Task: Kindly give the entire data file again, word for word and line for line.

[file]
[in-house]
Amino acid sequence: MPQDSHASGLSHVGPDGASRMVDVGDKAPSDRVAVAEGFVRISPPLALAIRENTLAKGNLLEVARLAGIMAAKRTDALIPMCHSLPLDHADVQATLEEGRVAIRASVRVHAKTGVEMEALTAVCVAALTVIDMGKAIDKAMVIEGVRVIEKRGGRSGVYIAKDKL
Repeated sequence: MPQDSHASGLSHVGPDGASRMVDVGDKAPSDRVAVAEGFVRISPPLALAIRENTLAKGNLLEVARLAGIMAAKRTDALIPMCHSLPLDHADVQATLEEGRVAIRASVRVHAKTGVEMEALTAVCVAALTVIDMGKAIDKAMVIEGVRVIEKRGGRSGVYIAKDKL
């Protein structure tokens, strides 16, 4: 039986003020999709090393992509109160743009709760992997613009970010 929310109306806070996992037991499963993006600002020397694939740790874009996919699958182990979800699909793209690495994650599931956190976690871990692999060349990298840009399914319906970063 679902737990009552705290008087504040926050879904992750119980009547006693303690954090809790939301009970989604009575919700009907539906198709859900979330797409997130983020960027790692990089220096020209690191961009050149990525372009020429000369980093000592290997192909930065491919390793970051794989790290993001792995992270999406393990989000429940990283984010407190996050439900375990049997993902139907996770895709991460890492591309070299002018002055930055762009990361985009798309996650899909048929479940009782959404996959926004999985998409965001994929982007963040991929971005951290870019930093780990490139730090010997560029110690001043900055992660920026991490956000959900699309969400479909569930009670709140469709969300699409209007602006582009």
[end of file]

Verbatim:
[in-house]
Amino acid sequence: MPQDSHASGLSHVGPDGASRMVDVGDKAPSDRVAVAEGFVRISPPLALAIRENTLAKGNLLEVARLAGIMAAKRTDALIPMCHSLPLDHADVQATLEEGRVAIRASVRVHAKTGVEMEALTAVCVAALTVIDMGKAIDKAMVIEGVRVIEKRGGRSGVYIAKDKL
Repeated sequence: MPQDSHASGLSHVGPDGASRMVDVGDKAPSDRVAVAEGFVRISPPLALAIRENTLAKGNLLEVARLAGIMAAKRTDALIPMCHSLPLDHADVQATLEEGRVAIRASVRVHAKTGVEMEALTAVCVAALTVIDMGKAIDKAMVIEGVRVIEKRGGRSGVYIAKDKL
């Protein structure tokens, strides 16, 4: 039986003020999709090393992509109160743009709760992997613009970010 929310109306806070996992037991499963993006600002020397694939740790874009996919699958182990979800699909793209690495994650599931956190976690871990692999060349990298840009399914319906970063 679902737990009552705290008087504040926050879904992750119980009547006693303690954090809790939301009970989604009575919700009907539906198709859900979330797409997130983020960027790692990089220096020209690191961009050149990525372009020429000369980093000592290997192909930065491919390793970051794989790290993001792995992270999406393990989000429940990283984010407190996050439900375990049997993902139907996770895709991460890492591309070299002018002055930055762009990361985009798309996650899909048929479940009782959404996959926004999985998409965001994929982007963040991929971005951290870019930093780990490139730090010997560029110690001043900055992660920026991490956000959900699309969400479909569930009670709140469709969300699409209007602006582009």